Yes, it is disconcerting not knowing.  But it should be reassuring that Goldring Travel is on top of the situation and will continue to make sure that your cruise on Seabourn (or any other cruise line) is handled in the best possible manner so that your desires are not only met, but exceeded.

Oceania Marina and S.S. United States - Evolution and Moving On

Two very interesting things happened this past week that most people probably didn't know about, no less make a connection between:  The arrival in the United States of the Oceania Marina cruise ship and the sale of the S.S. United States oceanliner.

I handled the negotiation and sale of the S.S. United States to Norwegian Cruise Lines, representing her owner at the time.  I have a lithograph of her hanging in my waiting room along with another one charting the history of the Greatest Passenger Lines of the 20th Century:  Rotterdam, Queen Mary, Deutchland, France, etc.  They are all there...and they are all gone.

While the S.S. United States represented, at one time, the finest in oceanliner (cruising) experiences for some, there is no question that her day has come and gone.  I have seen her for too many years rotting away at the Philadelphia pier.  It reminds me of seeing the old Rotterdam stripped and sitting in Gibraltar and how sad that was too.  There are those that have spent thousands of hours of their lives trying to save not the memory of the S.S. United States, but the shell of what she once was.  For some reason these folks believe that turning a steel hull with none of original interior into a restaurant or conference facility is going to keep a bit of valuable history. 

"Ships" are a fungible thing. There are two definitions of fungible:  Perishable and Able to be Substituted.  "History" is not such a thing.  History has a permanence, but it also has a life.  The hull of the S.S. United States is fungible, but her history is what we all have the romance about.  And it is her history that, in real terms, we want to remember; for her history is what, in part, makes our present day cruise experiences so fantastic.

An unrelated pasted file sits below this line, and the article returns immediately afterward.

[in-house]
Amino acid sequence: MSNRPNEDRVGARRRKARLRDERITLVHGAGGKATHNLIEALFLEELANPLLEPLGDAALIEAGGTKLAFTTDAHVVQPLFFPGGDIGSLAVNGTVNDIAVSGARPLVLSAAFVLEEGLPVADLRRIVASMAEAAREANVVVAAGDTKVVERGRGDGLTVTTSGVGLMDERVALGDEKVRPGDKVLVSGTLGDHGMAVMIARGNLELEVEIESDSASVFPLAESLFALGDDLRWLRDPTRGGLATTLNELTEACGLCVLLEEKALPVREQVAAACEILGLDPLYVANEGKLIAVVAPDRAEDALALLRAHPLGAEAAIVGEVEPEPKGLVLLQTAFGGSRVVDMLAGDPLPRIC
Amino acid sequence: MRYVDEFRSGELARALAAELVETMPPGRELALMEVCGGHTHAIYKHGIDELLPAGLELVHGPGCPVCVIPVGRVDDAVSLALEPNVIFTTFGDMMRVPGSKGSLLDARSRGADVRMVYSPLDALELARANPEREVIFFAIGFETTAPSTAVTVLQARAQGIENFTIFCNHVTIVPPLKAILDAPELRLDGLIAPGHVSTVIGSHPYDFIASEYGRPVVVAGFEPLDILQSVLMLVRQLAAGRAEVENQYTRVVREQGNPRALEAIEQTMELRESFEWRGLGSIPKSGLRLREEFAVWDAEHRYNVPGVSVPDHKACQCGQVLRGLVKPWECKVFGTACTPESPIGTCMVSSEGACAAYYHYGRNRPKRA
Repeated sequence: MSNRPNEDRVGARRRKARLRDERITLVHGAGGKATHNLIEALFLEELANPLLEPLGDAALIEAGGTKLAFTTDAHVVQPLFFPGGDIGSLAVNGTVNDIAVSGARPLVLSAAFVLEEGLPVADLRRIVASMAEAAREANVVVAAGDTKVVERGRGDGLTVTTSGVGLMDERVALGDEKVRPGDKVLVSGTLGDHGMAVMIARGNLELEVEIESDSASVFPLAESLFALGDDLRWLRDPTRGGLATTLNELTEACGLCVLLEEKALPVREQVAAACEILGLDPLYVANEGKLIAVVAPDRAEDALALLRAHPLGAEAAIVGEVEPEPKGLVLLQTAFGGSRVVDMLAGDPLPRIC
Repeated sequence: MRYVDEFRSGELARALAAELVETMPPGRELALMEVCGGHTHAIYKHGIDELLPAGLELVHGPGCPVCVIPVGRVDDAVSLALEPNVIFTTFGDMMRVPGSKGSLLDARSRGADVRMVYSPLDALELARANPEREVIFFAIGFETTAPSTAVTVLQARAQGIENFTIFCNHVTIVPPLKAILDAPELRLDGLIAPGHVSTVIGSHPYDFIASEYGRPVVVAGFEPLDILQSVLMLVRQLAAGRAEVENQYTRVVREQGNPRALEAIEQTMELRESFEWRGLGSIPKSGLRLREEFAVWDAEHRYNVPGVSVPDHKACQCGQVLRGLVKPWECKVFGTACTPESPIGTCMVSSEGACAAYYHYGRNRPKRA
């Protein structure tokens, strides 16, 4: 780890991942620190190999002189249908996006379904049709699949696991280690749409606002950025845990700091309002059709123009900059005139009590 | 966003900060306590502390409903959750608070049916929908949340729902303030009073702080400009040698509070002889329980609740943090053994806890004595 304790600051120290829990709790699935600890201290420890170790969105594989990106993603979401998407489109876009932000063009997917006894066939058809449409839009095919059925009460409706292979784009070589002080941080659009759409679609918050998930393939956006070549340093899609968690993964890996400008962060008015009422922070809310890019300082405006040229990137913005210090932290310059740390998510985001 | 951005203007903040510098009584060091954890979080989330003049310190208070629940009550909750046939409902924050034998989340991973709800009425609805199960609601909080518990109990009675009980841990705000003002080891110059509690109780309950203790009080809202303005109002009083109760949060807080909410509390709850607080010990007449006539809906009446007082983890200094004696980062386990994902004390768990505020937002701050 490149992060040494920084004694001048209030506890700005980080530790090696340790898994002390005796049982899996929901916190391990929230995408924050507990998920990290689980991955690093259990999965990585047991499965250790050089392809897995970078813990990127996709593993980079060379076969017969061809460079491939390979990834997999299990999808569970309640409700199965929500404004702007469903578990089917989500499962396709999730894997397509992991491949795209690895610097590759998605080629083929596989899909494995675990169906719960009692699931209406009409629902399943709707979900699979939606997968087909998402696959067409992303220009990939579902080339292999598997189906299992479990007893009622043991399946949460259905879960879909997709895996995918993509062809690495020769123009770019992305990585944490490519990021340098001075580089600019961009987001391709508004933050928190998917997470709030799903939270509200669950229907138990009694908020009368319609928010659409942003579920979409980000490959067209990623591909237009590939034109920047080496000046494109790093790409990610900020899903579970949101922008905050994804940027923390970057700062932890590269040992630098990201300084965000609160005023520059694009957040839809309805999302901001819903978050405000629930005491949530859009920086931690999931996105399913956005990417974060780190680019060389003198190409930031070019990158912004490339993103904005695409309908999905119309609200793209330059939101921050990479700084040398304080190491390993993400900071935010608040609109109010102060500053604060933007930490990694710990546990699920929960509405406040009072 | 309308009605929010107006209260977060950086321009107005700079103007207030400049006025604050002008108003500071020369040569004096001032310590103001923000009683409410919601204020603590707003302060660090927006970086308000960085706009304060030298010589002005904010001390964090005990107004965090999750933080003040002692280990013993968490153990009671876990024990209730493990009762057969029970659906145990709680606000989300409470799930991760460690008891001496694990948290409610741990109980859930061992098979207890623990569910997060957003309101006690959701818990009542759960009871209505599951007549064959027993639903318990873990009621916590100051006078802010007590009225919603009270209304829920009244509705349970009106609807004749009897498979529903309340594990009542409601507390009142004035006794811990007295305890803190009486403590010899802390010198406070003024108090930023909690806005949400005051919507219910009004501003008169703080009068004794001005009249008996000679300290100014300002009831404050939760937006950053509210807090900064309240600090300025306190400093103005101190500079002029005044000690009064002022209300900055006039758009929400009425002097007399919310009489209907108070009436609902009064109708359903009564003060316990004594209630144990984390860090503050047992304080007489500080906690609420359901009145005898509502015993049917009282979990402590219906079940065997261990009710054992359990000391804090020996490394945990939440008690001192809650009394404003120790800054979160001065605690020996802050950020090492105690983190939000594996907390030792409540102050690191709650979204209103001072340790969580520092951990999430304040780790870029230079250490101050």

So with the Oceania Marina making her Maiden Voyage a transatlantic crossing she, with unintended glamour, has actually paid homage to the S.S. United States as she possibly embarks on her last chance to avoid the fate of almost every great oceanliner before her.

And, look how far we have come!  Oceania Marina is the newest cruiseship in the world (at least for a few weeks) and is loaded with features and options that even the First Class guests on the S.S. United States would have been impressed with.  However, in his classic "underpromise and overperform" approach, Frank Del Rio, chairman of Prestige Cruise Holdings (owner of Oceania Cruises) said, "Upper premium is a hybrid of premium and luxury, and we have not strayed any further into the luxury territory but have most definitely set a new standard on the premium side of the fence."

For example, Marina's standard accommodation is 282 square feet...but Oceania does not classify this as a  suite.  (On her sister company's - Regent Seven Seas Cruises - they would.  There are 124 Penthouse Suites (420 square feet), 12 Oceania Suites (1,000+ square feet), 8 Vista Suites (1,200 - 1,500+ square feet), and 3 Owner's Suites (2,000+ square feet). These Suites include butler service, course-by-course dining from any of the six (6) restaurants, Bulgari toiletries, access to the Executive Lounge and more; including designer accommodations in the Owner's Suites.

The S.S. United States may have had some very beautiful and spacious accommodations, but remember that many passengers were lined up to use the facilities down the hallway and the cabins were less than half the size.  (Not so romantic when you think about it in those terms, right?)

Marina also offers six open seating restaurants (all without additional charge) ranging from the main Grand Dining Room to Jacques (Jacques Pepin's restaurant), Red Ginger (for Asian cuisine), Polo Grill (for steaks), Toscana (for Italian) and casual dining venues.  In addition to these venues, there are two additional cost exclusive cost restaurants. Privee - limited to 10 guests per evening for a 7 course dinner; and, La Reserve - "an elegant wine tasting room" limited to 24 guests for food and wine paring dinners.

Yes, there was fine dining on the S.S. United States...for some.  How about cafeteria service for most!

The initial reports are that the ship is fantastic.  Being the skeptic that I am, I must wait and see what happens when Oceania stops pulling out all the stops (open bars, upscaled menus, initial adrenaline, etc. all make things better than normal).  It appears that issues with service and flow have been extremely well handled, but are must be expected on a new ship.  But, alas, the number of people giving feedback is actually quite limited.

Now, to be sure, as Frank Del Rio said, this is not a luxury product.  You are going to be charged for things like a reported $0.95 per minute for internet.  I think the guests on the S.S. United States would have gladly paid $1.00 a minute to communicate with friends and businesses while crossing the Atlantic, but alas it is not an option.

So with beautiful accommodations and many dining options...and the onboard experience just first being explored, I think it appropriate to give Oceania Marina a good look.